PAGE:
The tools in mpiFileUtils are MPI applications. They must be launched as MPI applications, e.g., within a compute allocation on a cluster using mpirun. The tools do not currently checkpoint, so one must be careful that an invocation of the tool has sufficient time to complete before it is killed.

  • dbcast - Broadcast a file to each compute node.
  • dbz2 - Compress and decompress a file with bz2.
  • dchmod - Change owner, group, and permissions on files.
  • dcmp - Compare contents between directories or files.
  • dcp - Copy files.
  • ddup - Find duplicate files.
  • dfind - Filter files.
  • dreln - Update symlinks to point to a new path.
  • drm - Remove files.
  • dstripe - Restripe files (Lustre).
  • dsync - Synchronize source and destination directories or files.
  • dtar - Create and extract tape archive files.
  • dwalk - List, sort, and profile files.

Experimental Utilities

Experimental utilities are under active development. They are not considered to be production worthy, but they are available in the distribution for those who are interested in developing them further or to provide additional examples.

  • dgrep - Run grep on files in parallel.
  • dparallel - Perform commands in parallel.
  • dsh - List and remove files with interactive commands.
  • dfilemaker - Generate random files.

Usage tips

Since the tools are MPI applications, it helps to keep a few things in mind:

  • One typically needs to run the tools within a job allocation. The sweet spot for most tools is about 2-4 nodes. One can use more nodes for large datasets, so long as tools scale sufficiently well.
  • One must launch the job using the MPI job launcher like mpirun or mpiexec. One should use most CPU cores, though leave a few cores idle on each node for the file system client processes.
  • Most tools do not checkpoint their progress. Be sure to request sufficient time in your allocation to allow the job to complete. One may need to start over from the beginning if a tool is interrupted.
  • One cannot pipe output of one tool to the input of another. However, the --input and --output file options are good approximations.
  • One cannot easily check the return codes of tools. Instead, inspect stdout and stderr output for errors.

Examples and frequently used commands

If your MPI library supports it, most tools can run as MPI singletons (w/o mpirun, which runs a single-task MPI job). For brevity, the examples in this section are shown as MPI singleton runs. In a real run, one would precede the command shown with an appropriate MPI launch command and options, e.g.,:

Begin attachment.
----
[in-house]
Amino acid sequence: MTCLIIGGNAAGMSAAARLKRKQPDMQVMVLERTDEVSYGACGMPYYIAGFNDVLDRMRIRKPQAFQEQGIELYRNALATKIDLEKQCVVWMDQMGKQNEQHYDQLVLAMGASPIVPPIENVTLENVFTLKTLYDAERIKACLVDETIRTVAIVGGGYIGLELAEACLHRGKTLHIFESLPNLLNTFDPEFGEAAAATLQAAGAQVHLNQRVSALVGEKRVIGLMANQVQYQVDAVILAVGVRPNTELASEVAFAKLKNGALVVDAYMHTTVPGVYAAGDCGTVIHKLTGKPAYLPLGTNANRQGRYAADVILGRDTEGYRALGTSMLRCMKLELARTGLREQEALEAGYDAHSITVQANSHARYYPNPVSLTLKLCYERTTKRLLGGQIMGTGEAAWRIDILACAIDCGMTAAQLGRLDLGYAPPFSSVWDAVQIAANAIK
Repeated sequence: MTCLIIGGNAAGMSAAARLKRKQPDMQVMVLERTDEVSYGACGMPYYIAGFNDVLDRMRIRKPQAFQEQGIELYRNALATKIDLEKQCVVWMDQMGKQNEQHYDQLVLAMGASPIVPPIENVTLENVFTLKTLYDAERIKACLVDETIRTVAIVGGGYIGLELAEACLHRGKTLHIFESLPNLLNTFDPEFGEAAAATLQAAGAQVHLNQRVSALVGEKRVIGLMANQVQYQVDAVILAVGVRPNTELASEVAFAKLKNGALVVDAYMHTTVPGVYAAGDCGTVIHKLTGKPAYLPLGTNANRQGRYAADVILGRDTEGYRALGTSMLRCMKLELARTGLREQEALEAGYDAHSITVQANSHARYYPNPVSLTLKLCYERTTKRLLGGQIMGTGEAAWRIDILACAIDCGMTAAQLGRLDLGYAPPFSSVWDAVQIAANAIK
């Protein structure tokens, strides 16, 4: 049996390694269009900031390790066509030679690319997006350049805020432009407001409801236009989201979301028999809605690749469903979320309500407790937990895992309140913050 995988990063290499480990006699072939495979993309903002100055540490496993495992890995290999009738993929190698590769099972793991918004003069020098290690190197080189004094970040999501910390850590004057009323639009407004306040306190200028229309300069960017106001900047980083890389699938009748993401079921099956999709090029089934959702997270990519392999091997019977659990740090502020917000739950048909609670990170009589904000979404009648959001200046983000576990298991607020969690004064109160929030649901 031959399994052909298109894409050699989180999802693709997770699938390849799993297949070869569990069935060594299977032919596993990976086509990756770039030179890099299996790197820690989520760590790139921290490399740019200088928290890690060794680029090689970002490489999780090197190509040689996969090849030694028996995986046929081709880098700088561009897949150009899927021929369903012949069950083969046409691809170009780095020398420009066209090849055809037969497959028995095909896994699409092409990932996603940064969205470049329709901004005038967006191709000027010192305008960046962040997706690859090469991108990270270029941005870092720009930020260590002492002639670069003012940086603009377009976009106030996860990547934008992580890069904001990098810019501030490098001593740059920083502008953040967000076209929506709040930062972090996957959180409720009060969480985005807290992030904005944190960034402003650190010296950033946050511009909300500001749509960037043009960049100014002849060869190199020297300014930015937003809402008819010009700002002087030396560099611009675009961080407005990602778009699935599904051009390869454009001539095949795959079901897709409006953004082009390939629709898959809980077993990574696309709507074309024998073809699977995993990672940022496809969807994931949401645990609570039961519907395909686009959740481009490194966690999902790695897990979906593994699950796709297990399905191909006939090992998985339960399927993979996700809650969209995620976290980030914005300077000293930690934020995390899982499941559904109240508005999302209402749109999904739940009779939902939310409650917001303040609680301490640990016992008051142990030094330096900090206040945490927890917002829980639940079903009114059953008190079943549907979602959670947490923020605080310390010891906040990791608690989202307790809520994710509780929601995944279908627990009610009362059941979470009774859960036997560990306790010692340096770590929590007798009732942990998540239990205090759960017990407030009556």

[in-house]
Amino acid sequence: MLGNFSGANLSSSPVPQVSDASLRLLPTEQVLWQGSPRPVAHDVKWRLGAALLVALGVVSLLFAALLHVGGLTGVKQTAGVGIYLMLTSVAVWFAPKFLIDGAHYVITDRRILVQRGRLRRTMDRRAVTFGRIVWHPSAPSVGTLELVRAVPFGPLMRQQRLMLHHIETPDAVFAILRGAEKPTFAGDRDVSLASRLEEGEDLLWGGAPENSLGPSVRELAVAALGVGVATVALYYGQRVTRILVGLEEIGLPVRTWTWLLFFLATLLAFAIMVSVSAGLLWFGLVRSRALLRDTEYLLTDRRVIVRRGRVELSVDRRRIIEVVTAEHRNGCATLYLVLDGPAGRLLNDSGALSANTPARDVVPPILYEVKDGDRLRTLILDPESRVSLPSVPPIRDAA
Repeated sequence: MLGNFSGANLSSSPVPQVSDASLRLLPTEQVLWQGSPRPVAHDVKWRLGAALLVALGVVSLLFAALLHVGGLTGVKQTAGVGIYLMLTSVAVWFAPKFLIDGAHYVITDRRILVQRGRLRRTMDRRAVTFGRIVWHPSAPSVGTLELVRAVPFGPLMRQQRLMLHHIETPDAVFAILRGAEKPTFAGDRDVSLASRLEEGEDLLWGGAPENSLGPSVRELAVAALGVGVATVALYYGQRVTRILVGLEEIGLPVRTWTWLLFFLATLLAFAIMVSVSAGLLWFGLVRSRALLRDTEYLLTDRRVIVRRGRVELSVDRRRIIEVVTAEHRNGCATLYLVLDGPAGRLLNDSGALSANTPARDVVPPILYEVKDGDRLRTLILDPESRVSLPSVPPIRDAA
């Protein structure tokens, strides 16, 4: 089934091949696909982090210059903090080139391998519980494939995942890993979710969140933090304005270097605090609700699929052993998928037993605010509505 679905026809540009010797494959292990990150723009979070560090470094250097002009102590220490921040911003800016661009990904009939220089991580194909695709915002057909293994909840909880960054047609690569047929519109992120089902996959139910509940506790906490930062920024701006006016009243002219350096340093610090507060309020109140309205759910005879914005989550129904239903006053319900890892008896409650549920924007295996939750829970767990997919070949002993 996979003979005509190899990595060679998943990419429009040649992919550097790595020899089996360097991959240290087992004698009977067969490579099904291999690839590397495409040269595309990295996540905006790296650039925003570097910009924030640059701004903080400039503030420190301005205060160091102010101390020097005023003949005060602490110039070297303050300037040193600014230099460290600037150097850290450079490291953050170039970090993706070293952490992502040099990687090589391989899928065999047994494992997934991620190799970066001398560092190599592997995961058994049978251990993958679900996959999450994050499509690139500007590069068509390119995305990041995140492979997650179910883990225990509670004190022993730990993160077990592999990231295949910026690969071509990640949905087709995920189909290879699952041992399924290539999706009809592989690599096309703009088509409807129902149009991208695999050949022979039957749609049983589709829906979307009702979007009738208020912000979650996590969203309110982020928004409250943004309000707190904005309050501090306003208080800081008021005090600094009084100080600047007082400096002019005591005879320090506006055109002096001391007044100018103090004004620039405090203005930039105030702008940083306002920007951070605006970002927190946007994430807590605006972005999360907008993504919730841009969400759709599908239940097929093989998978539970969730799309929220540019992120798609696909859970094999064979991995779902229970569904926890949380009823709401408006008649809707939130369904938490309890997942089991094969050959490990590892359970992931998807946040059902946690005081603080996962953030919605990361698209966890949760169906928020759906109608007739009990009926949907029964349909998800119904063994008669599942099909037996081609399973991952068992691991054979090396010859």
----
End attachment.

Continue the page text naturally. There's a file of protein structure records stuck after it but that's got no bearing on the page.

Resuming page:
mpirun -np 128 dwalk /path/to/walk

In addition to the man page, each tool provides a help screen for a brief reminder of available options.:

dwalk --help

The normal output from dwalk shows a summary of item and byte counts. This is useful to determine the number of files and bytes under a path of interest:

dwalk /path/to/walk

When walking large directory trees, you can write the list to an output file. Then you can read that list back without having to walk the file system again.:

dwalk --output list.mfu /path/to/walk
dwalk --input list.mfu

The default file format is a binary file intended for use in other tools, not humans, but one can ask for a text-based output:

dwalk --text --output list.txt /path/to/walk

The text-based output is lossy, and it cannot be read back in to a tool. If you want both, save to binary format first, then read the binary file to convert it to text.:

dwalk --output list.mfu /path/to/walk
dwalk --input list.mfu --text --output list.txt

dwalk also provides a sort option to order items in the list in various ways, e.g., to order the list by username, then by access time:

dwalk --input list.mfu --sort user,atime --output user_atime.mfu

To order items from largest to smallest number of bytes:

dwalk --input list.mfu --sort '-size' --output big_to_small.mfu

dfind can be used to filter items with a string of find-like expressions, e.g., files owned by user1 that are bigger than 100GB:

dfind --input list.mfu --user user1 --size +100GB --output user1_over_100GB.mfu

dchmod is like chmod and chgrp in one, so one can change uid/gid/mode with a single command:

dchmod --group grp1 --mode g+rw /path/to/walk

drm is like "rm -rf" but in parallel:

drm /path/to/remove

dbcast provides an efficient way to broadcast a file to all compute nodes, e.g., upload a tar file of a dataset to an SSD local to each compute node:

dbcast /path/to/file.dat /ssd/file.dat

dsync is the recommended way to make a copy a large set of files:

dsync /path/src /path/dest

For large directory trees, the --batch-files option offers a type of checkpoint. It moves files in batches, and if interrupted, a restart picks up from the last completed batch.:

dsync --batch-files 100000 /path/src /path/dest

The tools can be composed in various ways using the --input and --output options. For example, the following sequence of commands executes a purge operation, which deletes any file that has not been accessed in the past 180 days.:

# walk directory to stat all files, record list in file
dwalk --output list.mfu /path/to/walk

# filter list to identify all regular files that were last accessed over 180 days ago
dfind --input list.mfu --type f --atime +180 --output purgelist.mfu

# delete all files in the purge list
drm --input purgelist.mfu